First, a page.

SYRACUSE, Ind. (WANE) – The National Weather Service Northern Indiana office has named a new Warning Coordination Meteorologist. Dustin Norman is pleased to be taking over the position, which was vacated when Michael Lewis retired in November of last year.
The Warning Coordination Meteorologist is a position mandated by the federal government. The role is designed to provide decision support services so people can make informed decisions on the local, community, county, state, and federal levels. This includes the public and the weather service’s core partners, which includes the media, emergency managers, and others. It is codified in law that the National Weather Service will provide these support services to make sure partners are making the best and most informed weather-related decisions to secure the safety of their community.
Norman comes to Indiana after career stops in Tampa, Florida, and Reno, Nevada. He is originally from Florida and received his Bachelor of Science degree in Meteorology from Florida State University.
While in Tampa, Norman gained tropical weather experience and was the Port Liaison to the Port of Tampa. He met with emergency managers, partners, and stakeholders, plus created many hurricane-related safety exercises. He took this experience to Reno and added plenty of winter weather experience to his resume, as Reno gets about as much snow as Fort Wayne does each year. In fact, the Sierra Nevada Mountains had upwards of 800 inches of snow last winter in his forecast area!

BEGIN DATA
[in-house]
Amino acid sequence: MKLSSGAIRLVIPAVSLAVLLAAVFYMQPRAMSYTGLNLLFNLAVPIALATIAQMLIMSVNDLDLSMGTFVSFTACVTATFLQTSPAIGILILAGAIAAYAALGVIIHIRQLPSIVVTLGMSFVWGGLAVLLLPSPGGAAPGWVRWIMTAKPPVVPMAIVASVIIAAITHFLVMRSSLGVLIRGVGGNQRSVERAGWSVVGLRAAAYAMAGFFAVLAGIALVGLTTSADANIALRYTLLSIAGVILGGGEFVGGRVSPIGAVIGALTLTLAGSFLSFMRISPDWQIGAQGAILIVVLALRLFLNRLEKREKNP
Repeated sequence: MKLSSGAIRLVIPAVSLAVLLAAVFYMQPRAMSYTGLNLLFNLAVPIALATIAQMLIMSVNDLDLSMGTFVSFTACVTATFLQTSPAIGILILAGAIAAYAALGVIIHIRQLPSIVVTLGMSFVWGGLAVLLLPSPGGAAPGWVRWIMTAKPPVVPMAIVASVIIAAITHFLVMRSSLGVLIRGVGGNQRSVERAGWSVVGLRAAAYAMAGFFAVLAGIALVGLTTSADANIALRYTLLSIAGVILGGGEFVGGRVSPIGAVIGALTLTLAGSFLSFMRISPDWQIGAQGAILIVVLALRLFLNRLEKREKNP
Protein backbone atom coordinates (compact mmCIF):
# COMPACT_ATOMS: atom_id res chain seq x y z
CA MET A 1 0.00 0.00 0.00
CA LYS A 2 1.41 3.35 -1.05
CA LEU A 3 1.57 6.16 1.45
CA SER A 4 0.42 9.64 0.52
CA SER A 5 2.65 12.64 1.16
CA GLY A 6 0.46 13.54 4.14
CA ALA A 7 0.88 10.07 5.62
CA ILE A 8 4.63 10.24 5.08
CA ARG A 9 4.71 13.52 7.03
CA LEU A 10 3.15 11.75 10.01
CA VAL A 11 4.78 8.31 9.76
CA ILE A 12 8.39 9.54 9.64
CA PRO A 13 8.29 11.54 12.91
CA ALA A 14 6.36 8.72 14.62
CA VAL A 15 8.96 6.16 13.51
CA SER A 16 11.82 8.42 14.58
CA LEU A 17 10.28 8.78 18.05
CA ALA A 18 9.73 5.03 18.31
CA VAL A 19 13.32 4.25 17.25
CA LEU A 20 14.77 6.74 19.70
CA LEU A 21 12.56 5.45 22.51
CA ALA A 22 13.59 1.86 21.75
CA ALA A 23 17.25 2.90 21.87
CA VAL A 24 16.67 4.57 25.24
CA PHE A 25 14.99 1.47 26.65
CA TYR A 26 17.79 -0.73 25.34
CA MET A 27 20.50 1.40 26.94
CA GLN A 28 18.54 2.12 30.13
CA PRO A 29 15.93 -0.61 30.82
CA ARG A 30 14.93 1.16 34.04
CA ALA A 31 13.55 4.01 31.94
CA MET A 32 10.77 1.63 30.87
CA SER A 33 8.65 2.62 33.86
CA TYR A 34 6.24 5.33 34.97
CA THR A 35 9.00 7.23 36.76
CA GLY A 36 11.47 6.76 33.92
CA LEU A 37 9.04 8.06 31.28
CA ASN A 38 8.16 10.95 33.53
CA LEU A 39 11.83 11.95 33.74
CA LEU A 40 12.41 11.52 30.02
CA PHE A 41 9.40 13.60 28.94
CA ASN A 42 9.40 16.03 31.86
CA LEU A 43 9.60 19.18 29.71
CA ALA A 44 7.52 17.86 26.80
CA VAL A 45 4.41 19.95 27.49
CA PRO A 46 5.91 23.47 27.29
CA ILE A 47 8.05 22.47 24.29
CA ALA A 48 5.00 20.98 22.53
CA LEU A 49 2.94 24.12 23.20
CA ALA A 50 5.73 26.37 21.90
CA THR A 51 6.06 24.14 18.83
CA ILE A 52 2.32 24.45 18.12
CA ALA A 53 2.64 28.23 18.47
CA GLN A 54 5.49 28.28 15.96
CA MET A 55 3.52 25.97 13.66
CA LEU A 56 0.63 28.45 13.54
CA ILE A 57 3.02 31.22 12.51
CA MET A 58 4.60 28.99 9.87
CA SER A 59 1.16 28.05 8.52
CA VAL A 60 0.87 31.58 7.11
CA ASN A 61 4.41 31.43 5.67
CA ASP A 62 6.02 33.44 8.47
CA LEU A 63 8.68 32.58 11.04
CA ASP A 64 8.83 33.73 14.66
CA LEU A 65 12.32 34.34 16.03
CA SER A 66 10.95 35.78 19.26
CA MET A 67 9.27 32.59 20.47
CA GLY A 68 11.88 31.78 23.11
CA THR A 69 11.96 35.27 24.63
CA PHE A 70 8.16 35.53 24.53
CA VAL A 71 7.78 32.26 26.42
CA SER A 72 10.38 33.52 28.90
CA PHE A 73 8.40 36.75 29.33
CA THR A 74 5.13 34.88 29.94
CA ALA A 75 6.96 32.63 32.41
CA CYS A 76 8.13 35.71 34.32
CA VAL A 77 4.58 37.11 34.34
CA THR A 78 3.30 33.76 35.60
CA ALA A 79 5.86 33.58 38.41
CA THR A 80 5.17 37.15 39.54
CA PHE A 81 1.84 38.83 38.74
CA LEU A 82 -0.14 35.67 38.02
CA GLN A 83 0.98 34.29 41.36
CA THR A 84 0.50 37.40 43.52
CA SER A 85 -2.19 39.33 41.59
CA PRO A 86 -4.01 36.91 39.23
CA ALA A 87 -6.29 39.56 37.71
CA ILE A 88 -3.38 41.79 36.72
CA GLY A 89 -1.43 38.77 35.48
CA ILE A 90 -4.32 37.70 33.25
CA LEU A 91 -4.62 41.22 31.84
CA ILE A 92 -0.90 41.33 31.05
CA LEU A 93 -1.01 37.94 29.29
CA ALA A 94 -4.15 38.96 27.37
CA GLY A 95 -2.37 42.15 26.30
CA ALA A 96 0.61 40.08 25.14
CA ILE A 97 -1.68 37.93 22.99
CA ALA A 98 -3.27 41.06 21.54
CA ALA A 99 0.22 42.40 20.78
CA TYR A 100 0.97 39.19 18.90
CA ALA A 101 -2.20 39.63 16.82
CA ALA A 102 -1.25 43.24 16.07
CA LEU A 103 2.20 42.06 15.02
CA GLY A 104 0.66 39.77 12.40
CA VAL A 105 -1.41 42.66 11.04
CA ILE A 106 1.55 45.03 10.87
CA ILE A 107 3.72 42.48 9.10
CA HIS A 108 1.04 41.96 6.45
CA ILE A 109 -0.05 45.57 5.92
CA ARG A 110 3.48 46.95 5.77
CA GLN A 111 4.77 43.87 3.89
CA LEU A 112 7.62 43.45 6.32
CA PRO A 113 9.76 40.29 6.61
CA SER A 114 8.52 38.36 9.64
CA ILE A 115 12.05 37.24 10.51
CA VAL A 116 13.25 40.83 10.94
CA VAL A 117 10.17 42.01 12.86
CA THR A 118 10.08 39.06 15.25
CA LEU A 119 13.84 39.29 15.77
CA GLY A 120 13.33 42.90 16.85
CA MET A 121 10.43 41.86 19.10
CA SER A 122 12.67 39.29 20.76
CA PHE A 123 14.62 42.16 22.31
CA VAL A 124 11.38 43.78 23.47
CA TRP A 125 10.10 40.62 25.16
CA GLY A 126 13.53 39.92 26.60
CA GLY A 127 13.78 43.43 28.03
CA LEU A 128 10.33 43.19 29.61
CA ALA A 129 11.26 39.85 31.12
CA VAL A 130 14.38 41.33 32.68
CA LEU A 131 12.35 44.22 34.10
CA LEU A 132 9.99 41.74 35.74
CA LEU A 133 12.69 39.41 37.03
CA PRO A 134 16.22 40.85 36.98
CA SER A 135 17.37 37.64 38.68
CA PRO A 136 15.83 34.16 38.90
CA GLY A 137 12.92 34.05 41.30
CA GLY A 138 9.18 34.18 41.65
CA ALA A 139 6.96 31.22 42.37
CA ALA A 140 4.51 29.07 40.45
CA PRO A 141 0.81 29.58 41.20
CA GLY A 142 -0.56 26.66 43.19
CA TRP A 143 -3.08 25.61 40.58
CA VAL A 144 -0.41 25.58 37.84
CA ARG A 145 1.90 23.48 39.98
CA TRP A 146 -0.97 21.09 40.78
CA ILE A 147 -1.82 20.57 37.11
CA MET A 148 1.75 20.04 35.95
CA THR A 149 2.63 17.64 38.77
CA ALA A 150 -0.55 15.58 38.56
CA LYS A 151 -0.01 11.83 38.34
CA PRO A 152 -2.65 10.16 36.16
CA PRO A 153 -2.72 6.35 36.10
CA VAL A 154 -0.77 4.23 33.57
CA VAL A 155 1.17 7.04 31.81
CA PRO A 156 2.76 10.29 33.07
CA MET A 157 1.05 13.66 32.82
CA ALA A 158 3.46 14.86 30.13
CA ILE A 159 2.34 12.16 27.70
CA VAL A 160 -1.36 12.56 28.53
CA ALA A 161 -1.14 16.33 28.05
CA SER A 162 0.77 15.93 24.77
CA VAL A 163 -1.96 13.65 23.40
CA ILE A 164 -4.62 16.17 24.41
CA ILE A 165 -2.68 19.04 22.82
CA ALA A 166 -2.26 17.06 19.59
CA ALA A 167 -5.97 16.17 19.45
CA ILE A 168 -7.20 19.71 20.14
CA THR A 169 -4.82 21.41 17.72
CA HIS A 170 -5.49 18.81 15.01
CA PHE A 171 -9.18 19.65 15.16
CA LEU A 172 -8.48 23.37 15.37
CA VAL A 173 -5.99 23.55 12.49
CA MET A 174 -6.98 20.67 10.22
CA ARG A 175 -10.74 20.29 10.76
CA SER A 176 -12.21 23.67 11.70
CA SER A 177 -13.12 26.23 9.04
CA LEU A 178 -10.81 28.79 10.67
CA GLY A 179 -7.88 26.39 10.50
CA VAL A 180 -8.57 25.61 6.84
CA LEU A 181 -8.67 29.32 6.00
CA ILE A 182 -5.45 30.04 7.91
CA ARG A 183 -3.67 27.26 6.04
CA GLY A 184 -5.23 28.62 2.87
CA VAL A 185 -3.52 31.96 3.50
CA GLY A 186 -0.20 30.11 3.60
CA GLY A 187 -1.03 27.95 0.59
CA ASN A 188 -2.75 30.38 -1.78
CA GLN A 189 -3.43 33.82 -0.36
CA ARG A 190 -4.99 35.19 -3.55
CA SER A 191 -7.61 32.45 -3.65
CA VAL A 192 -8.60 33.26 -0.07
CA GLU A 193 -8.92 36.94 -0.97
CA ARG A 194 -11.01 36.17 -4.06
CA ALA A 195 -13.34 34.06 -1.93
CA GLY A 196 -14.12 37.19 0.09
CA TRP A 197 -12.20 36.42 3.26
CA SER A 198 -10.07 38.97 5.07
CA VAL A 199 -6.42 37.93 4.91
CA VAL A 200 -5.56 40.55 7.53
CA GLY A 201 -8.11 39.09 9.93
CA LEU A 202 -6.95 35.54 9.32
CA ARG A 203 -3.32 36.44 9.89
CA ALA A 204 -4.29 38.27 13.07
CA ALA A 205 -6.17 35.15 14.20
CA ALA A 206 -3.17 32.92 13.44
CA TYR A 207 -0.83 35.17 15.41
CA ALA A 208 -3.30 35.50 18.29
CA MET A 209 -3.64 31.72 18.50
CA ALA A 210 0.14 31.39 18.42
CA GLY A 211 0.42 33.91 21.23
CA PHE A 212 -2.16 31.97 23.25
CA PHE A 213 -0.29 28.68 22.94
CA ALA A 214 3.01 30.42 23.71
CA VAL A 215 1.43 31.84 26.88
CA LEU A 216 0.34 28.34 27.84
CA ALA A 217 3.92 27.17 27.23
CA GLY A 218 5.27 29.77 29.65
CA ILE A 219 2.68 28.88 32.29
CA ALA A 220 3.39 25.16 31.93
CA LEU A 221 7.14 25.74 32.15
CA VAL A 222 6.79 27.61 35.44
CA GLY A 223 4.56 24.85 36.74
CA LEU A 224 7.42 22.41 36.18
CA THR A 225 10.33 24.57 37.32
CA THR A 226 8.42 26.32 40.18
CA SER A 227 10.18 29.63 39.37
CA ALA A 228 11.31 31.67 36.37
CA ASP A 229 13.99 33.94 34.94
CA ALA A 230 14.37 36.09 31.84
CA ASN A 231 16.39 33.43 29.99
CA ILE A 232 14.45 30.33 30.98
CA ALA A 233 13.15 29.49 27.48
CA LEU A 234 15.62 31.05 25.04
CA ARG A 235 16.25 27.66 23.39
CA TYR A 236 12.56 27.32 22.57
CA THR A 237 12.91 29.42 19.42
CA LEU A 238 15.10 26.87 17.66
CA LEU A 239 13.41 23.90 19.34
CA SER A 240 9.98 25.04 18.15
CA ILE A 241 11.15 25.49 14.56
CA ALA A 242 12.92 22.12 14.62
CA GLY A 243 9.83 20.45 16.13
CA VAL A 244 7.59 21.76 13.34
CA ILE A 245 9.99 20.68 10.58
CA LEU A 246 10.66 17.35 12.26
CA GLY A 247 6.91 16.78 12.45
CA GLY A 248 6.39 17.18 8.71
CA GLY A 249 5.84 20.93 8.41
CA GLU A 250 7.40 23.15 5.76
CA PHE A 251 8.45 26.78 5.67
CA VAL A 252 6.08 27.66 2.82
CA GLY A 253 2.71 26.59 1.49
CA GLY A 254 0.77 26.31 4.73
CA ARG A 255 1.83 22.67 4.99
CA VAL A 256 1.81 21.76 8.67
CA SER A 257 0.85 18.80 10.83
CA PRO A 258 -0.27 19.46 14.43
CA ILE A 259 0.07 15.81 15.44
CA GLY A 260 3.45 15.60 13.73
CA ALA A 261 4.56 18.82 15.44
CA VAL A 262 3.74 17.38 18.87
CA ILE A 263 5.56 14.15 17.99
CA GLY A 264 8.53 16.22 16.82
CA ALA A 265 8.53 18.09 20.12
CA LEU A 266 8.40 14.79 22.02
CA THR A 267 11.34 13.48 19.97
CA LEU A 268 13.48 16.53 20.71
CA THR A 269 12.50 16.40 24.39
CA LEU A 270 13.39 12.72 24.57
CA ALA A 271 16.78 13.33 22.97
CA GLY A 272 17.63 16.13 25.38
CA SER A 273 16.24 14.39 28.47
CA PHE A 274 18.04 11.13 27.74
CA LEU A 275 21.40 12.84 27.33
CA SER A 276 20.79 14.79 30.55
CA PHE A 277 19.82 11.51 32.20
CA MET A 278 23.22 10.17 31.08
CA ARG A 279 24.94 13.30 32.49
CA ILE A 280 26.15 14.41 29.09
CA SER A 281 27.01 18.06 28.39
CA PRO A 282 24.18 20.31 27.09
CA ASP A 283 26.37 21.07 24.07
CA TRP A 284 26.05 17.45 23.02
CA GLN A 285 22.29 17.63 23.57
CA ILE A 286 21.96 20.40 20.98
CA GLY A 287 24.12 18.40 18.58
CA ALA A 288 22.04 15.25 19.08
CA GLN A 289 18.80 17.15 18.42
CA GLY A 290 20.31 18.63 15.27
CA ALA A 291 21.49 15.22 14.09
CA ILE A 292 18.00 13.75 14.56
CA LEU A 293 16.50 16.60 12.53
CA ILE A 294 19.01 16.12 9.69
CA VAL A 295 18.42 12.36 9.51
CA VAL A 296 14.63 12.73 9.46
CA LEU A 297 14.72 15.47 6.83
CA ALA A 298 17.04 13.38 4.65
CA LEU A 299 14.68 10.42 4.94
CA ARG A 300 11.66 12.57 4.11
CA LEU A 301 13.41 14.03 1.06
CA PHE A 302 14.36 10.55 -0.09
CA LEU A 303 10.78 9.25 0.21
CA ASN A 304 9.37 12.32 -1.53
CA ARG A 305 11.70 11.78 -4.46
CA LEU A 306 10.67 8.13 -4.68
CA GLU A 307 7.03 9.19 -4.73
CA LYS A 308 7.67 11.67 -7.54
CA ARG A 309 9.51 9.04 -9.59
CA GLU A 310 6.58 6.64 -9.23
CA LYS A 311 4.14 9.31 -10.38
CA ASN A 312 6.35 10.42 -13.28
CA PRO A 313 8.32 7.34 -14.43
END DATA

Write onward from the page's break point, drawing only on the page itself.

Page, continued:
This is Norman’s first time being the Warning Coordination Meteorologist. He finds great enjoyment in engaging with the weather service’s partners and the public. He also loves attending various meetings with emergency managers.
The National Weather Service is all about protecting life and property. Norman wants to continue building deeper relationships between the media, emergency management, and the public as he begins at the Northern Indiana office. He wants to examine how the weather service best fosters these relationships and how information can best be communicated; he was just presenting at a meeting with the Indiana Department of Transportation on Tuesday. He also will be constantly evaluating the products and services delivered by the weather service. For example, Norman has already worked on coordinating the changing of snowfall alert criteria for this upcoming winter. He hopes to evaluate more products coming up.
Norman is a flexible person and is willing to try new things. He wants to explore new ideas if they enhance services available to people. He is always open to communicating with the public and doing different outreach events. Onsite work supporting an emergency manager is a way his work will impact everyday life. He encourages people to participate in events and even reach out to come tour the weather service office. He also wants teachers to contact him and already is giving a classroom presentation here in November.
Ultimately, Norman’s job is 25 percent forecasting, 75 percent outreach and maintaining relationships with the 37 counties the Northern Indiana office serves across three different states. He wants to ensure the needs of all of these counties are met equally.
Norman looks forward to storm spotter training sessions that will return in the spring and he encourages the public to sign up and ultimately be able to relay measurements and reports. With winter coming up, he says to make sure you take it slow when encountering that first winter storm of the season when it gets here. Always use good judgement and be safe.